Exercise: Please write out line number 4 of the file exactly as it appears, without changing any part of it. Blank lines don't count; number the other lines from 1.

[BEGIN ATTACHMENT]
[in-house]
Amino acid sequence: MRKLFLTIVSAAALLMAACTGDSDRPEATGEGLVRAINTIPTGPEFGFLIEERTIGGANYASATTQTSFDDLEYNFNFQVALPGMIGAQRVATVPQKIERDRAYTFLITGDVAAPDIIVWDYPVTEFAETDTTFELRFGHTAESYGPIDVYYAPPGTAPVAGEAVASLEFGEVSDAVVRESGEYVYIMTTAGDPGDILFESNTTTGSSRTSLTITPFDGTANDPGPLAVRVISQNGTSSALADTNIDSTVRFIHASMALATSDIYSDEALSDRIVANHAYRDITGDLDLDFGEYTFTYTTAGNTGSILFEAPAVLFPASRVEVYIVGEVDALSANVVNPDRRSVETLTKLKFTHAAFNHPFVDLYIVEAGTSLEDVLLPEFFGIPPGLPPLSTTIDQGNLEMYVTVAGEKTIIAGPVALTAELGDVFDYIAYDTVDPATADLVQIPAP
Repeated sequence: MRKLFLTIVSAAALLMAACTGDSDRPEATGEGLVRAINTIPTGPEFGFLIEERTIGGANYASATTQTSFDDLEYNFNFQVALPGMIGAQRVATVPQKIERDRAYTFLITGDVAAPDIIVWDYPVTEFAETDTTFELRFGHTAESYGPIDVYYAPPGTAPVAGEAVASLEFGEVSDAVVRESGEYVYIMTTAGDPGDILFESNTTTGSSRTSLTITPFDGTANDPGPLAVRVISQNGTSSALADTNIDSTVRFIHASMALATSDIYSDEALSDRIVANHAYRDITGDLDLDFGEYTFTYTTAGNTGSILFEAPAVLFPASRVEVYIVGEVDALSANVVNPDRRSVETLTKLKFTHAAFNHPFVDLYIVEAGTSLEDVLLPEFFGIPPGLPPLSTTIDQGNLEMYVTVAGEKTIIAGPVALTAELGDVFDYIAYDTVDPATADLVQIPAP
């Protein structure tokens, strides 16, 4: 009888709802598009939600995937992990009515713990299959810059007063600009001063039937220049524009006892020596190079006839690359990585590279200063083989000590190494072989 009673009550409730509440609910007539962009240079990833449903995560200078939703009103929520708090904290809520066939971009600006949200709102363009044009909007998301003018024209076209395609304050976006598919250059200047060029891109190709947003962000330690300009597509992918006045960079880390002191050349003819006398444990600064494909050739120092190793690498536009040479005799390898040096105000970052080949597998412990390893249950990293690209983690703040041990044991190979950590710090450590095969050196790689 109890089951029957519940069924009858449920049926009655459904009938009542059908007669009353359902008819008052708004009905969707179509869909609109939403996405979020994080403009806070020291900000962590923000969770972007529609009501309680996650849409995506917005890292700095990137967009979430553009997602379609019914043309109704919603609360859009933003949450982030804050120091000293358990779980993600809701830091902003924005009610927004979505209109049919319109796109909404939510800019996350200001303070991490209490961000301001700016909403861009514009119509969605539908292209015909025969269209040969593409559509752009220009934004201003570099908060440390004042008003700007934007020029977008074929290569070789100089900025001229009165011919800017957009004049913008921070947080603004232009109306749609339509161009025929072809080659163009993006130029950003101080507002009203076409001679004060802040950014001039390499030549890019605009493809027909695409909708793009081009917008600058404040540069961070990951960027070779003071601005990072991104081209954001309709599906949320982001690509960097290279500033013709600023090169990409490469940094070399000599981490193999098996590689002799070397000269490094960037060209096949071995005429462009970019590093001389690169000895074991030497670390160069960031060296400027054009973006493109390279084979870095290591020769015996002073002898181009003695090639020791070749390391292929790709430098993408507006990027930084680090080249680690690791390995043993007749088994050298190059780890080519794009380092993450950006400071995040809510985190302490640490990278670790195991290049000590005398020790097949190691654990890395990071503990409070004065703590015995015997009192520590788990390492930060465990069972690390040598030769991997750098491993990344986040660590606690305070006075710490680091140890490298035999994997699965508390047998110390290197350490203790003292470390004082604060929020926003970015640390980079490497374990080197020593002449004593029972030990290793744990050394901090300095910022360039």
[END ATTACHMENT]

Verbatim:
């Protein structure tokens, strides 16, 4: 009888709802598009939600995937992990009515713990299959810059007063600009001063039937220049524009006892020596190079006839690359990585590279200063083989000590190494072989 009673009550409730509440609910007539962009240079990833449903995560200078939703009103929520708090904290809520066939971009600006949200709102363009044009909007998301003018024209076209395609304050976006598919250059200047060029891109190709947003962000330690300009597509992918006045960079880390002191050349003819006398444990600064494909050739120092190793690498536009040479005799390898040096105000970052080949597998412990390893249950990293690209983690703040041990044991190979950590710090450590095969050196790689 109890089951029957519940069924009858449920049926009655459904009938009542059908007669009353359902008819008052708004009905969707179509869909609109939403996405979020994080403009806070020291900000962590923000969770972007529609009501309680996650849409995506917005890292700095990137967009979430553009997602379609019914043309109704919603609360859009933003949450982030804050120091000293358990779980993600809701830091902003924005009610927004979505209109049919319109796109909404939510800019996350200001303070991490209490961000301001700016909403861009514009119509969605539908292209015909025969269209040969593409559509752009220009934004201003570099908060440390004042008003700007934007020029977008074929290569070789100089900025001229009165011919800017957009004049913008921070947080603004232009109306749609339509161009025929072809080659163009993006130029950003101080507002009203076409001679004060802040950014001039390499030549890019605009493809027909695409909708793009081009917008600058404040540069961070990951960027070779003071601005990072991104081209954001309709599906949320982001690509960097290279500033013709600023090169990409490469940094070399000599981490193999098996590689002799070397000269490094960037060209096949071995005429462009970019590093001389690169000895074991030497670390160069960031060296400027054009973006493109390279084979870095290591020769015996002073002898181009003695090639020791070749390391292929790709430098993408507006990027930084680090080249680690690791390995043993007749088994050298190059780890080519794009380092993450950006400071995040809510985190302490640490990278670790195991290049000590005398020790097949190691654990890395990071503990409070004065703590015995015997009192520590788990390492930060465990069972690390040598030769991997750098491993990344986040660590606690305070006075710490680091140890490298035999994997699965508390047998110390290197350490203790003292470390004082604060929020926003970015640390980079490497374990080197020593002449004593029972030990290793744990050394901090300095910022360039």